Unemployment Almost Hits 2 Million
Latest official unemployment figures fall just short of 2 million but quarterly leap in redundancies signals 3 million jobless on the way
Official labour market figures published by the Office for National Statistics (ONS) surprisingly show that UK unemployment didnt top the 2 million mark at the end of 2008. But says John Philpott, Chief Economist at the Chartered Institute of Personnel and Development (CIPD) this apparently positive news is tempered by official confirmation of a big increase in redundancies, which will in due course feed through into the jobless count.
Dr Philpott comments as follows: It was widely expected that todays official figures would have shown there were more than 2 million people unemployed at the end of 2008. It is likely that the published quarterly statistics were still affected by the inclusion of data from the early autumn before the second wave of the credit crunch started to have a big impact on employers recruitment and redundancy plans.
Perhaps even more surprising is that the latest figures on the number of people claiming Jobseekers Allowance increased by a less than expected 73,880 in January, with little monthly change in the number flowing on to the count but an increase in the number flowing off the count. This is especially puzzling when set against a sharp quarterly rise in redundancies and a further fall in the number of vacancies.
Horrendous rise in redundancies
The final quarter redundancies figure of 259,000 is fairly horrendous and suggests that the CIPD forecast of 300,000 redundancies in the first quarter of 2009 will, if anything, turn out to be an underestimate. The normal lag between redundancies being made and people joining the unemployment count also indicates that, whatever comfort might be taken from todays jobless figures, unemployment remains on course to rise above 3 million before the economy recovers.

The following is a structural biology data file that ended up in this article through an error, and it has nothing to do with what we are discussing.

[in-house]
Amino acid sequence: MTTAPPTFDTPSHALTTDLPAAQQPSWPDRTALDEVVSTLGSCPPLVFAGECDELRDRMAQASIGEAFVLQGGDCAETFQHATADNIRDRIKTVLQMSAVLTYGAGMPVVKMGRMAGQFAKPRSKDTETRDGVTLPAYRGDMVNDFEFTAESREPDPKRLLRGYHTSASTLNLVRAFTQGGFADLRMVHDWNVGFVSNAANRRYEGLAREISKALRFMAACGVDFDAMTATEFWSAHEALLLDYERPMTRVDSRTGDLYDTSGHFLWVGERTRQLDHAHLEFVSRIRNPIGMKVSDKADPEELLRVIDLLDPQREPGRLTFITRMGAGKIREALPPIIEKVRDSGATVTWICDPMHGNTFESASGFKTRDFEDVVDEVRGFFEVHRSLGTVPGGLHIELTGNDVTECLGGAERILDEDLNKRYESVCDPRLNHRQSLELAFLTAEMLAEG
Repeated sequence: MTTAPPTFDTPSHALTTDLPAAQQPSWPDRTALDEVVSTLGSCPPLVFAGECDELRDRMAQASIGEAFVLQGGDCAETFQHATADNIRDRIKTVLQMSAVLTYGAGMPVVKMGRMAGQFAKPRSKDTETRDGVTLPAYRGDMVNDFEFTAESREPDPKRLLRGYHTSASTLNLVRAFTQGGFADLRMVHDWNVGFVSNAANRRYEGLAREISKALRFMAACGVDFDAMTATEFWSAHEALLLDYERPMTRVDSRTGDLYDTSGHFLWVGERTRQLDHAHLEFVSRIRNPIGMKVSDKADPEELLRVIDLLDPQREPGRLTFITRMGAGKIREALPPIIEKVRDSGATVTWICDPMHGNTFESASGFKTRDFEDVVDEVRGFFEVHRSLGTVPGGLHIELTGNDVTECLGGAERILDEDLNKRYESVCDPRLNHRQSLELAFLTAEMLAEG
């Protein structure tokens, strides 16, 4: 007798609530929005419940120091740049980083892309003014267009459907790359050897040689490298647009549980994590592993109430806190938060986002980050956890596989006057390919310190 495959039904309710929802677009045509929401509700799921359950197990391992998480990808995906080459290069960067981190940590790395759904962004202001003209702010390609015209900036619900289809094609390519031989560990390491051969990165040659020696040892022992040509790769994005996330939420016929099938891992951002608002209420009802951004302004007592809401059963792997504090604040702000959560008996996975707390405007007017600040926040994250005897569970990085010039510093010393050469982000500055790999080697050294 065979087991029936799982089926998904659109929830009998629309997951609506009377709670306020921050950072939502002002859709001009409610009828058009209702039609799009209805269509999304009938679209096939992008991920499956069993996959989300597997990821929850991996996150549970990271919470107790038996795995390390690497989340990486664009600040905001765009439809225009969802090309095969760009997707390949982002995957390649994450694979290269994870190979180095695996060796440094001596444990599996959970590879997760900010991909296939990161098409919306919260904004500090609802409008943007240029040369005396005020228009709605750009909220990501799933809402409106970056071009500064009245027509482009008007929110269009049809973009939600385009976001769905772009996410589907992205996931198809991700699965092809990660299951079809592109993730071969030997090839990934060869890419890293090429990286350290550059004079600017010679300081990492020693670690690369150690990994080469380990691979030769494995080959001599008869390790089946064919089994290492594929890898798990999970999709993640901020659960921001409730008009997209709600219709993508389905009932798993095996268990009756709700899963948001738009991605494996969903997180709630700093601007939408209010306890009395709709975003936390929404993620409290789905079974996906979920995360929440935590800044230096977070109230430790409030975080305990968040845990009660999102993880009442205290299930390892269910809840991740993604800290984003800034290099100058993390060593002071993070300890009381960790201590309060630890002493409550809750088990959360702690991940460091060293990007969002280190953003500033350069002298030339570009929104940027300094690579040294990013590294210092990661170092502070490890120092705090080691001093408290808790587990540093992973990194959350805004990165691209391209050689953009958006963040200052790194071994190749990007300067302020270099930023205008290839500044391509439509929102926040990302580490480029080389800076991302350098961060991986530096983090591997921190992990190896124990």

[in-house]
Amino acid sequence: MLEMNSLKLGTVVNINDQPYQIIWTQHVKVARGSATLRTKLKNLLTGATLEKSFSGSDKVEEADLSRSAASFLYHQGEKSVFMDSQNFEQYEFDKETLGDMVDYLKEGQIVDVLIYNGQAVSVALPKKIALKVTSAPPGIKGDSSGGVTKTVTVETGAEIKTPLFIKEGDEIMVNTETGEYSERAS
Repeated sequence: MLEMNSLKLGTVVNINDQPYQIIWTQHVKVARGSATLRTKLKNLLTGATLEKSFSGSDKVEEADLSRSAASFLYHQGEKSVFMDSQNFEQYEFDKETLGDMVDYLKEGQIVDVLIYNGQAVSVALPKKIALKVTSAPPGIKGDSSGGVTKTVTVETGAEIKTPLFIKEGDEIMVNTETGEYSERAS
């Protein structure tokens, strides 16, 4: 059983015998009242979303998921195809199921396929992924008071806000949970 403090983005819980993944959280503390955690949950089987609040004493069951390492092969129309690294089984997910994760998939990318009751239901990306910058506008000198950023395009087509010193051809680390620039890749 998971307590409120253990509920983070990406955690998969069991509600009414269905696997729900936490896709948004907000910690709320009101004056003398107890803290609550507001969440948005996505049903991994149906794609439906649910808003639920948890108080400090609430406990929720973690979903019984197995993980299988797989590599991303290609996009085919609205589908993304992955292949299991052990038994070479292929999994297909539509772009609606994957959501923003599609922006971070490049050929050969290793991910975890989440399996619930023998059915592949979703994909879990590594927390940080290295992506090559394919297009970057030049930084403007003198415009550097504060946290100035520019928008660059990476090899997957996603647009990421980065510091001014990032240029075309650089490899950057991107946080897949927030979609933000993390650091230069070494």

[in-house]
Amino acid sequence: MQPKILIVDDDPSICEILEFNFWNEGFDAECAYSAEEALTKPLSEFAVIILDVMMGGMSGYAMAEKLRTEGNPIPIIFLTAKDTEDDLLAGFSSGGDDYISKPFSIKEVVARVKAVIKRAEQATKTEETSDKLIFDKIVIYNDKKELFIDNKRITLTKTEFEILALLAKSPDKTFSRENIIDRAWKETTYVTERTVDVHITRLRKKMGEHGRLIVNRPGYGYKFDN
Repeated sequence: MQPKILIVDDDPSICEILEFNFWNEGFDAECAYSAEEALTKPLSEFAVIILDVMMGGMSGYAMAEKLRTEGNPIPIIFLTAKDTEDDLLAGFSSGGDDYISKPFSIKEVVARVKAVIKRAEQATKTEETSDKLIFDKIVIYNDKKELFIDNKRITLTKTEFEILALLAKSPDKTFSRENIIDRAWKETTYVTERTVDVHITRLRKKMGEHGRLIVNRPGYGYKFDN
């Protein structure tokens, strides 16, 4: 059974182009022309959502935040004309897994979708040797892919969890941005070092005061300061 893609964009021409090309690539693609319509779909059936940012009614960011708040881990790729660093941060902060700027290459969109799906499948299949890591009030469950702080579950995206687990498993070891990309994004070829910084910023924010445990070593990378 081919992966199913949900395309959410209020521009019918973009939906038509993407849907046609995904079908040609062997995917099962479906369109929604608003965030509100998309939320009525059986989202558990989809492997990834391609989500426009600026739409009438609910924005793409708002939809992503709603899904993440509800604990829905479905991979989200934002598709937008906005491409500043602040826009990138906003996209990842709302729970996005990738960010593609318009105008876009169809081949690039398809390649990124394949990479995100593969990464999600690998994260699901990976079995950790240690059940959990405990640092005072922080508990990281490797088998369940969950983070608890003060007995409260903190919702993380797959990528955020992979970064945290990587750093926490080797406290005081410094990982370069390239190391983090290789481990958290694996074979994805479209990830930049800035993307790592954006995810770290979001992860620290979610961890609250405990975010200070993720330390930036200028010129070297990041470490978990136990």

Men being harder hit than women
Commenting on widespread reports that women are being hit harder than men by the current downturn, Dr Philpott added: There is nothing in these figures to indicate that women are faring less well than men in the economic downturn. More men than women have lost jobs, male unemployment has risen faster than female unemployment, and the redundancy rate has almost doubled for men while having increased by a quarter for women. On current figures if there is a gender bias in this downturn it is firmly against men rather than women.
Responding to these latest ONS figures Tom Hadley REC Director of External Relations says "One priority is to ensure that the increasing number of job-seekers receive appropriate support. The fact that the higher end of the jobs market has been equally impacted creates specific challenges and makes it even more important for the private sector recruitment industry to work in partnership with Jobcentre Plus. This will ensure that specific guidance and jobs are provided to categories of workers who would not naturally gravitate towards Jobcentres.
Other priorities include promoting the 'stepping stone' opportunities that temporary and interim work can provide and ensuring that new employment regulations do not hinder the viability of this kind of flexible working outlet. In. Particular, the Government must delay plans to add VAT to temporary work services in a number of sectors from next April and must ensure that UK implementation of the EU Agency Workers Directive avoids adding the kind of unecessary. cost and administration that could ultimately impact on flexible work opportunities for jobseekers."